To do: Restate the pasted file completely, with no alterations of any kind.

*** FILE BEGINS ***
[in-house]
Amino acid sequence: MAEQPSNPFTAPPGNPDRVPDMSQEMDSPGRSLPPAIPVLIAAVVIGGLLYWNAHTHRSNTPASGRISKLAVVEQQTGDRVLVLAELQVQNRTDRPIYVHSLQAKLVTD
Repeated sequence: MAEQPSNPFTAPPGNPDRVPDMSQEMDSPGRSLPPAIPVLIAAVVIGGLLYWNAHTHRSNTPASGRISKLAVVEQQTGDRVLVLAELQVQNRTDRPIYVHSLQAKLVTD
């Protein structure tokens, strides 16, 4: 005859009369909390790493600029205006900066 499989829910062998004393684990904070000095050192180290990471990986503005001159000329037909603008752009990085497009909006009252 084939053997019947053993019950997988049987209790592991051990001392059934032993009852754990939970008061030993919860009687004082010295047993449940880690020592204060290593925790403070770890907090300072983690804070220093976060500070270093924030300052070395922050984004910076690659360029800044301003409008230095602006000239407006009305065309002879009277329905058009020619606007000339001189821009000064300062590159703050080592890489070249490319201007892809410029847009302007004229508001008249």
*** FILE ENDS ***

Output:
[in-house]
Amino acid sequence: MAEQPSNPFTAPPGNPDRVPDMSQEMDSPGRSLPPAIPVLIAAVVIGGLLYWNAHTHRSNTPASGRISKLAVVEQQTGDRVLVLAELQVQNRTDRPIYVHSLQAKLVTD
Repeated sequence: MAEQPSNPFTAPPGNPDRVPDMSQEMDSPGRSLPPAIPVLIAAVVIGGLLYWNAHTHRSNTPASGRISKLAVVEQQTGDRVLVLAELQVQNRTDRPIYVHSLQAKLVTD
């Protein structure tokens, strides 16, 4: 005859009369909390790493600029205006900066 499989829910062998004393684990904070000095050192180290990471990986503005001159000329037909603008752009990085497009909006009252 084939053997019947053993019950997988049987209790592991051990001392059934032993009852754990939970008061030993919860009687004082010295047993449940880690020592204060290593925790403070770890907090300072983690804070220093976060500070270093924030300052070395922050984004910076690659360029800044301003409008230095602006000239407006009305065309002879009277329905058009020619606007000339001189821009000064300062590159703050080592890489070249490319201007892809410029847009302007004229508001008249």